When he was diagnosed with diabetes in 1990 at age 23, Patrick Marshall was not all that surprised. His father had diabetes; so did his grandfather. He knew that exercise was key to keeping his blood glucose in check. So he started a walking routine that, along with a healthy diet, helped him to get his diabetes under control.
Even so, 20 years after his diagnosis, Marshall began to have nerve damage and loss of feeling in his legs and feet. Still, he kept walking regularly. Then, one day, as he was drying off after a shower, he noticed what looked like a boil on the ball of his left foot. “At first I thought, ‘Oh, this will go away,’” he recalls. “But after 2 or 3 days, it only got worse.”
Marshall went to the doctor, who told him the bump on his foot was actually an ulcer that had become infected. And it was spreading. If he’d waited any longer, his doctor said, he would’ve had to have gotten his foot amputated.
Fortunately, the doctors only had to remove a small bone in one of his toes. But to prevent another dangerous sore, Marhsall’s doctor referred him to a foot doctor, Katherine M. Raspovic, DPM, who fit him with custom-made shoes and inserts to protect his feet. “It’s funny how one thing -- picking the right shoes -- can make all the difference,” she says.
What Difference Do Shoes Make?
Even though diabetes has become a widespread problem (more than 9% of Americans have it), many people, even those who live with the disease, don’t fully understand what it can do to your feet.
When it’s not controlled, it can cause nerve damage and loss of blood flow, both of which can lead to a loss of feeling in the feet. That means that if there’s a stone, coin, or even a wadded up sock in your shoe, you wouldn’t feel it rubbing against your skin. Over time, it could create a blister or sore that could become infected.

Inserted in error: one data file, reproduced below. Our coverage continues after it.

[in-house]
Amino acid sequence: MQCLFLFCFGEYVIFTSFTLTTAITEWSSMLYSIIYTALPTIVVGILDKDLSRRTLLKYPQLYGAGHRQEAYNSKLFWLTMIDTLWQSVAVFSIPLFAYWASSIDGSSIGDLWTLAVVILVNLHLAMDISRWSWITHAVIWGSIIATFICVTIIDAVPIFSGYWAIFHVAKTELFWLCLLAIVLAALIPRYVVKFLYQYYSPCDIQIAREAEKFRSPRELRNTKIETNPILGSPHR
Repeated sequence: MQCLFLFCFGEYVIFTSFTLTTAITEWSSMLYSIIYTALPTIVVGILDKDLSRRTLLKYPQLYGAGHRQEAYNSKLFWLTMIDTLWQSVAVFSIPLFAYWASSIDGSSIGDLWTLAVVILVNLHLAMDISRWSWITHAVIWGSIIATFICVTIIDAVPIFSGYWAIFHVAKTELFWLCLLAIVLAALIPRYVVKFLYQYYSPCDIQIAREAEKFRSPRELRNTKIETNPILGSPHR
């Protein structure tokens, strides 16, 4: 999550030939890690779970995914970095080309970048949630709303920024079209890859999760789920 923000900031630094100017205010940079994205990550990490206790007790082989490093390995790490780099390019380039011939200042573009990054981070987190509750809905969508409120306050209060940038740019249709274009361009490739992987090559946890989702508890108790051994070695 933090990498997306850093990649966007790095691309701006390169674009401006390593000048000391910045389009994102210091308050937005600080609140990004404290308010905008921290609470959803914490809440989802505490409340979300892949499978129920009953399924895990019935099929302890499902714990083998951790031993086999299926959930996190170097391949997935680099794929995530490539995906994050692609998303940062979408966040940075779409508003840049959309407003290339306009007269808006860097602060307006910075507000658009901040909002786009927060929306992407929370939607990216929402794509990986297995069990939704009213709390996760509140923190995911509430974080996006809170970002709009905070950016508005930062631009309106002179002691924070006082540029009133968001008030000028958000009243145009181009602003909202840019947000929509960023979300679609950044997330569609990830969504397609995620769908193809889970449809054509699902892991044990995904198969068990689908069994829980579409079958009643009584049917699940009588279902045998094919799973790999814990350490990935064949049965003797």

Even worse, nerve damage can cause your feet to change shape. “Your toes start to bend and curl, squishing together in shoes that are too tight,” Raspovic says. “You should never put on a shoe and feel discomfort and say, ‘Oh, I’ll break this in.’”
If the Shoe Fits
So what’s the “right” footwear for people with diabetes? No matter what you wear or where you get them, your shoes and their inserts should do these four things:
- Relieve pressure on your foot
- Reduce shock on the bottom of your foot and limit how much it moves from side to side inside the shoe
- Support and stabilize any foot or toe deformities
- Keep your foot joints from moving
Raspovic says you should buy shoes with plenty of room in the toe, as well as over the instep and under the ball of your foot. Width is also important. The widest part of the foot should be in the widest part of the shoe. It should also be easy to adjust in case your foot swells.
She also suggests choosing shoes with extra volume for inserts. Or get them custom-made. Many foot doctors (called podiatrists) can do this by taking a cast of your foot. If not, they can refer you to a company that will.
And even if your doctor sends you home with a custom insert, don’t think it’s one- size-fits-all. “You can’t necessarily get your insert and go to the mall and buy a shoe,” Raspovic says. “It won’t be made properly to accommodate, and probably won’t fit in a pair of heels or stilettos.”
The Long Run
Foot problems due to diabetes are long-term, like the disease itself. You don’t grow out of them. Even if your blood sugar is under control, Raspovic says you should check your feet every day. You should also keep your toenails trimmed, wash your feet daily, and wear shoes and socks at all times.
And, she says, you should get to know your foot doctor so you can stay on top of the issue and catch problems early.
Marshall did, and he says he’s glad he found out he needed custom footwear before it was too late. “I can’t stress enough the importance of people with diabetes making an appointment with their podiatrists,” he says. “Now I’m able to get around as normally as any other individual. There’s no cap on my walking distance. I can do anything.”